How do you see the future of fabricating?

Posted on 08-06-12

I was reading the article “Fabricating the American Dream” (http://www.thefabricator.com/article/forceos/fabricating-the-american-dream) in the Fabricator last month and it got me thinking.

Being a metal fabricator has changed significantly over the past decade.  The skills required, the equipment used and pace of change look a whole lot different than they did just a few years ago.  Surely a few years from now we will look back in amazement at how much things have changed again. What doesn’t really change though is the value of a skilled metal fabricator.  Companies are always looking for a well-rounded skilled metal fabricator.  But to achieve these skills it takes time and effort on the part of the individual.  The person must welcome change, have a desire to learn and strive to be their best.  For this effort a person can expect career advancement and increasing pay.  This is not to say there won’t be ups and downs.  The economic reality is that people will get laid-off and hired as the economy moves up and down, but the more skills you have the more value you have to the company and the greater your stability.  The future for Americans in the sheet metal fabrication industry is still promising, but there are several questions that need to be answered.

Where can someone go to get training to get a start in the metal fabricating industry?  It seems that vocational programs are disappearing from our high schools.  Trade schools are few and far between.  Share what you know and help an aspiring fabricator.  Do companies still offer apprenticeship programs?  How do you find them?  What skills do you need to have to be considered?  As Accurate Perforating looks to expand our value added services to our customers (http://accurateperforating.com/manufacturers/services) we are faced with the same issues.  With a limited availability to highly skilled labor we offer a customized program of on the job training.  It’s not the ultimate solution for our industry, but it is a step in the right direction.  Candidates for the training program must past an aptitude test.  This test quantifies the individual’s ability to perform job specific math calculations and the ability to accurately read a variety of measuring devices necessary to the position.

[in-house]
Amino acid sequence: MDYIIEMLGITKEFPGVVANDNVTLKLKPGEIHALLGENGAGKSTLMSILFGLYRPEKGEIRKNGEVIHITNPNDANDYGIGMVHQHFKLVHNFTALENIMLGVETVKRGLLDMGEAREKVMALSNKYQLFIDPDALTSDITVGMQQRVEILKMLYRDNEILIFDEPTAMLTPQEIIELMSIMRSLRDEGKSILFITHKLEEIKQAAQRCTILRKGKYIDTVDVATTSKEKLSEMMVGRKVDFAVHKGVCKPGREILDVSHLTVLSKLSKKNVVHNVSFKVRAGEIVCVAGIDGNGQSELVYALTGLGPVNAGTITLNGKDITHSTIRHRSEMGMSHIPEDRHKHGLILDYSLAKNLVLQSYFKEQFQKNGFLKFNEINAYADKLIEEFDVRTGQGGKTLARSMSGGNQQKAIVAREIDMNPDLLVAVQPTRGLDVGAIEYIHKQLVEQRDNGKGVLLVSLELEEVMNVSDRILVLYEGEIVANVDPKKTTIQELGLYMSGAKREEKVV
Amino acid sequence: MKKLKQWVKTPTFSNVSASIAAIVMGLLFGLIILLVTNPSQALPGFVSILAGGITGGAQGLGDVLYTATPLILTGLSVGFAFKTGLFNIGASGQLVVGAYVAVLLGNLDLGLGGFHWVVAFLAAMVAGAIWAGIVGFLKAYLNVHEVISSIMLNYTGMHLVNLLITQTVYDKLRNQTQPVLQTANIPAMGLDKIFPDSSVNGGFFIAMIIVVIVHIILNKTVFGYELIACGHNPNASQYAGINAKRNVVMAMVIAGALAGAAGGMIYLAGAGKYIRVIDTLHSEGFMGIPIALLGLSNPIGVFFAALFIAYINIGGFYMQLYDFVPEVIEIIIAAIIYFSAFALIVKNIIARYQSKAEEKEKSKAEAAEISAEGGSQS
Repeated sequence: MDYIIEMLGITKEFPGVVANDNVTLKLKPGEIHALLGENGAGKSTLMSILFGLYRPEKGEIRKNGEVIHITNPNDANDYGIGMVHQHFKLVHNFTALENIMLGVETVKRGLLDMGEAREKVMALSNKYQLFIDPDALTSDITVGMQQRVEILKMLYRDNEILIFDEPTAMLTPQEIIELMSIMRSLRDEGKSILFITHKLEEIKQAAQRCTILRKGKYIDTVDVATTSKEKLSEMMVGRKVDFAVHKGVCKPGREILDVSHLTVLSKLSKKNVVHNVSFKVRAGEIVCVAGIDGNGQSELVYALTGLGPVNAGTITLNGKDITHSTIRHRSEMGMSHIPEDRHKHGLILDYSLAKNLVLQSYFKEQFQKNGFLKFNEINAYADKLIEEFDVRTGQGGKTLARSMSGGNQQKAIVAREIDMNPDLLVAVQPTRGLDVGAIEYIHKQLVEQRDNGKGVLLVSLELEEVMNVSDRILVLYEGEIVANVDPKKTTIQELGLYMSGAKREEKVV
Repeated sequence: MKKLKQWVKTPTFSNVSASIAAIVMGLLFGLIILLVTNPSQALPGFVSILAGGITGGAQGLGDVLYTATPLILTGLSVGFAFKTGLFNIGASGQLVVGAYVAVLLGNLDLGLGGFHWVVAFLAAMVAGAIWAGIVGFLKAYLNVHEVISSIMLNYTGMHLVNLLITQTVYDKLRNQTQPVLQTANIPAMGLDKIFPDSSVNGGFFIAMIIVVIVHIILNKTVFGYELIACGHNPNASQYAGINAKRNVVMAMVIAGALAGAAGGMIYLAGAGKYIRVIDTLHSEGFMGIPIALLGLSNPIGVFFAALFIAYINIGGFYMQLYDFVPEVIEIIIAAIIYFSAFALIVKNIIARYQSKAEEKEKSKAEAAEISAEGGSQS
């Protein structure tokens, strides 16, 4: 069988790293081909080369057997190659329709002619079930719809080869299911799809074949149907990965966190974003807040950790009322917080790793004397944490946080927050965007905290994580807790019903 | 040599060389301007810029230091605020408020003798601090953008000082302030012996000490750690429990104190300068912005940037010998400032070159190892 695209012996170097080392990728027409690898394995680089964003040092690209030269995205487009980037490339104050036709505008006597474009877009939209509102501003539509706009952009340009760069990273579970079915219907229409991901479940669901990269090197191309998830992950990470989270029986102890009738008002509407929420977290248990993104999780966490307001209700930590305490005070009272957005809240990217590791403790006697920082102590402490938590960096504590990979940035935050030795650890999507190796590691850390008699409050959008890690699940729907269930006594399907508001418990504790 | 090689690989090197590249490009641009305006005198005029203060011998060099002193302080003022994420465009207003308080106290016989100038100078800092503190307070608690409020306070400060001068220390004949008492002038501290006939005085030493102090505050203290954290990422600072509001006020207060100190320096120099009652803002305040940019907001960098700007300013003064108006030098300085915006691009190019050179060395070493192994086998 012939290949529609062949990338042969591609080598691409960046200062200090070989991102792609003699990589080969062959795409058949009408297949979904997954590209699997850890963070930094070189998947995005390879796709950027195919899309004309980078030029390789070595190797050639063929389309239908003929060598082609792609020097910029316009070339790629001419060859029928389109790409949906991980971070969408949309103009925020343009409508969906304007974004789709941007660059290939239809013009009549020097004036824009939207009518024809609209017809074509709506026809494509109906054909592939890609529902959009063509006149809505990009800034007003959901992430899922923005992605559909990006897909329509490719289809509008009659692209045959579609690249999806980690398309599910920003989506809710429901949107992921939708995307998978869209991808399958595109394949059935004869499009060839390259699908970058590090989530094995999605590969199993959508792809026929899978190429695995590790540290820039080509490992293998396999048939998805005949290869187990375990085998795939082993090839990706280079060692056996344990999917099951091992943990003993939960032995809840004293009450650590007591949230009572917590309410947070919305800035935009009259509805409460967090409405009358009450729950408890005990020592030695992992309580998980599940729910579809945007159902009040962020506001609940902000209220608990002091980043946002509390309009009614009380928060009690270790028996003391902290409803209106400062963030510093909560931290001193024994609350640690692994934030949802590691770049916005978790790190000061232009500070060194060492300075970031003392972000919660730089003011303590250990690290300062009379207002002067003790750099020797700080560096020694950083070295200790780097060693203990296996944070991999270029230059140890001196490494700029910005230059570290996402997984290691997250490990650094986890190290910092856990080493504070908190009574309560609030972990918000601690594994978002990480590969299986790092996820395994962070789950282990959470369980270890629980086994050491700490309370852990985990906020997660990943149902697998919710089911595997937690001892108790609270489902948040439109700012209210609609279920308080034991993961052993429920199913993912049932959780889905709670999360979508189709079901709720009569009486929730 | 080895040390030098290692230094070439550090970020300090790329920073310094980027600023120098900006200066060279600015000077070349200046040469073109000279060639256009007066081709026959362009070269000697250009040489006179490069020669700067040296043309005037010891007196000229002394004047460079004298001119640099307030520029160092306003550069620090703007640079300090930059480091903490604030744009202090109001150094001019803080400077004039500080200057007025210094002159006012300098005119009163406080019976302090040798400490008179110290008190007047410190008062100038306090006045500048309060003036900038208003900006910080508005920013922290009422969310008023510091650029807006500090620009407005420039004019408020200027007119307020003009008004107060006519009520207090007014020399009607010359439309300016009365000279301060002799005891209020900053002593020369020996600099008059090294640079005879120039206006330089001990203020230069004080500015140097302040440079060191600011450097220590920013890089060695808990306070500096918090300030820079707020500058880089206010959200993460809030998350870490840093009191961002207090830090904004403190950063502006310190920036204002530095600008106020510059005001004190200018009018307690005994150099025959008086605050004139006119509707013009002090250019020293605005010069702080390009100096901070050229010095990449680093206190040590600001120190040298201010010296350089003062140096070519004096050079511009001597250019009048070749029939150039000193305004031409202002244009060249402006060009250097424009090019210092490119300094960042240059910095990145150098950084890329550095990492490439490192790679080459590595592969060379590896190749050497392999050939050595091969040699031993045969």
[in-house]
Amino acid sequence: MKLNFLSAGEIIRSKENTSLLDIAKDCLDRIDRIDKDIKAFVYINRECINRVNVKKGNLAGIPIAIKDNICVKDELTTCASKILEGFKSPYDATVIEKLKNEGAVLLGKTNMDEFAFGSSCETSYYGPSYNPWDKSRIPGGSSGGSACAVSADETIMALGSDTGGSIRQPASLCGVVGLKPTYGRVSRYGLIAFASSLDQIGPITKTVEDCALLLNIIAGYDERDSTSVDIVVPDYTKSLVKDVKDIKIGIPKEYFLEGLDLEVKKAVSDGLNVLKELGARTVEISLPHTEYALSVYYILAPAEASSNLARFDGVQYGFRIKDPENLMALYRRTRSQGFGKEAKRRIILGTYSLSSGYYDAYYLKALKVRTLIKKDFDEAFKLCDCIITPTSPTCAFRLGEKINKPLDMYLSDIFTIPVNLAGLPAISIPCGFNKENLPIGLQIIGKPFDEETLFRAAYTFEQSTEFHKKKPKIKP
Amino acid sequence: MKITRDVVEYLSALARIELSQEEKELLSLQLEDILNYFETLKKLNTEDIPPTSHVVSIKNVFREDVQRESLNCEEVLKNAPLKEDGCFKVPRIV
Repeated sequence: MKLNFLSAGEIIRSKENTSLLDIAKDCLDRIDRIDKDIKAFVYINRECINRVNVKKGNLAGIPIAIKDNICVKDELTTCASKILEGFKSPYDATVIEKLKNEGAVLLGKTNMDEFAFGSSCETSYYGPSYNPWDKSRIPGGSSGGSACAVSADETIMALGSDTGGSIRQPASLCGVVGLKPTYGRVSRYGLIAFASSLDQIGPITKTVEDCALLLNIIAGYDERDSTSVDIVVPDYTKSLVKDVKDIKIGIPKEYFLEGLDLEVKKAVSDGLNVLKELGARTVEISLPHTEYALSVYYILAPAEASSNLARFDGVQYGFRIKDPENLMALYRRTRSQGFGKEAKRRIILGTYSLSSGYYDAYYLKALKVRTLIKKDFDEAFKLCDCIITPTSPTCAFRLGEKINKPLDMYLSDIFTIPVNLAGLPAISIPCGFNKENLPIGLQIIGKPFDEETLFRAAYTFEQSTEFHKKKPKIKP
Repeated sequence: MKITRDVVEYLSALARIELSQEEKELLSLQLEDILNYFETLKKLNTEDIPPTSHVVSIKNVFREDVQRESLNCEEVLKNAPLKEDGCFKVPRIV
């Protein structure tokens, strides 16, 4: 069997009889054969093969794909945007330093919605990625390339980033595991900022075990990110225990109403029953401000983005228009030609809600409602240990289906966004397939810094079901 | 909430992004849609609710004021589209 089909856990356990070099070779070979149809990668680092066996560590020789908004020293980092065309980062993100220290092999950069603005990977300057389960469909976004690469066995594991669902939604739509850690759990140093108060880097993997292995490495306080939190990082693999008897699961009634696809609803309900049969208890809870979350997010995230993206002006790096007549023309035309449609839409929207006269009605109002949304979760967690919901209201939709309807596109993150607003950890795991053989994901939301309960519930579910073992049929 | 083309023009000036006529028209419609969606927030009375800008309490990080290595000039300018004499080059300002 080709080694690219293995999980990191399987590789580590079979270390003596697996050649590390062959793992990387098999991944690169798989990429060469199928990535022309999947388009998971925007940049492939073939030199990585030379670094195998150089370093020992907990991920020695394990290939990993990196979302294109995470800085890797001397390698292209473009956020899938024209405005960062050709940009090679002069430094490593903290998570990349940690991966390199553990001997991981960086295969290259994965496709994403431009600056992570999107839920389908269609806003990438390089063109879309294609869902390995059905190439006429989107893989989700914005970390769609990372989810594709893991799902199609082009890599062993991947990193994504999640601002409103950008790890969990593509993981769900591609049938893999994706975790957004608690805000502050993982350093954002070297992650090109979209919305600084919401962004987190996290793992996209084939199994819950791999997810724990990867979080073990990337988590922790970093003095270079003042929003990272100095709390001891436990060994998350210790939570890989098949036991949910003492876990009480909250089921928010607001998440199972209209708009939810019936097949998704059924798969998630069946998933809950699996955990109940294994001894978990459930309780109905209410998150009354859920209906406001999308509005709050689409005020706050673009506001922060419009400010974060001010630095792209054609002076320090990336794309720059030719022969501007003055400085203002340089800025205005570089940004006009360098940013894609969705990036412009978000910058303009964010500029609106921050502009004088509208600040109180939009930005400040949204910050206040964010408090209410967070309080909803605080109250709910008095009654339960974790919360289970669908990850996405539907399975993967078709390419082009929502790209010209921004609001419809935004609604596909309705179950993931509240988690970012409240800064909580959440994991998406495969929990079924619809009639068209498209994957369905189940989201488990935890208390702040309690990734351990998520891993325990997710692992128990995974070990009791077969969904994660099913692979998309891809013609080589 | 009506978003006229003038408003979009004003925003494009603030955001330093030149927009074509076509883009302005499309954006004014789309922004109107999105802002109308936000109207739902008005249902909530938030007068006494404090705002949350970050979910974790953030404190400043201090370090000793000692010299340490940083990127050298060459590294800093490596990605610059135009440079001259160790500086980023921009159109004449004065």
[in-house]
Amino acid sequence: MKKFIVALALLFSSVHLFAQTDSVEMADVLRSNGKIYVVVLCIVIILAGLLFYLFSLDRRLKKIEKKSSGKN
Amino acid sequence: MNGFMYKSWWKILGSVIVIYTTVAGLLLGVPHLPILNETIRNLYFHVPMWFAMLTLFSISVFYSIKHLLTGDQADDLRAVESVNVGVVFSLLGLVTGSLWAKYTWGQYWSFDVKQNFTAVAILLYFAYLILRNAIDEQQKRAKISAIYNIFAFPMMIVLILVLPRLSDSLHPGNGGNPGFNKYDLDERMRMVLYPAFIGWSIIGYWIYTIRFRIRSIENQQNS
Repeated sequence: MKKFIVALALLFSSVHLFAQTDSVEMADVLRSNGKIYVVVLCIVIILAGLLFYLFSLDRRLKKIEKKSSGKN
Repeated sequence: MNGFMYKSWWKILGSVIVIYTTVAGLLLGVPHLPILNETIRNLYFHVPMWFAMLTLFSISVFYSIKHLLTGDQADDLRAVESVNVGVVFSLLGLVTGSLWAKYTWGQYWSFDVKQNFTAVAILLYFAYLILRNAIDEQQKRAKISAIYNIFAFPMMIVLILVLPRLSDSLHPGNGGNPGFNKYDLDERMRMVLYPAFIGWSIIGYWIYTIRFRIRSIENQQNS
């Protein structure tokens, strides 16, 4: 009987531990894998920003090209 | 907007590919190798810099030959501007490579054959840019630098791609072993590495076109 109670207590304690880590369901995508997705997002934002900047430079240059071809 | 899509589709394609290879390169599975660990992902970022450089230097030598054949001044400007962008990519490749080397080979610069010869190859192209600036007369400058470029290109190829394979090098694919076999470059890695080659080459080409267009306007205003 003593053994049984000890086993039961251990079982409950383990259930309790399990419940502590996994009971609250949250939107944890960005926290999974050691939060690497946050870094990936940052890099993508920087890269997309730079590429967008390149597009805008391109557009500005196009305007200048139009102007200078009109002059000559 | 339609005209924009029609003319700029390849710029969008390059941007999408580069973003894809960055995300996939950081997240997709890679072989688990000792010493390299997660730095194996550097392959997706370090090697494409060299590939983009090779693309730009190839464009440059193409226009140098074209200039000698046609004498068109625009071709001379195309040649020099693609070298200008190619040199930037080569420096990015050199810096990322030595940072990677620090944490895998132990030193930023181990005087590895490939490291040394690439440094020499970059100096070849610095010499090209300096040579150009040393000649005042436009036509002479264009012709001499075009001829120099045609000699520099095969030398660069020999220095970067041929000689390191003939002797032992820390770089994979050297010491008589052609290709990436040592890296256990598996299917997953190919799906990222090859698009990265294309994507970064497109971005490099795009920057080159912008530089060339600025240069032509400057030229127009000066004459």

Join the conversation and share your thoughts and experience.  What is your company doing to fill positions?  How did you get started?  The future of metal fabricating could be in your hands.

Comments

Re: Skilled Labor Shops

I happened to read this post after I read the following article in yesterday's Chicago Tribune. Hopefully, this is an indication of other classes taking place now and in the near future.

http://articles.chicagotribune.com/2012-08-19/business/ct-biz-0819-mfg-t...

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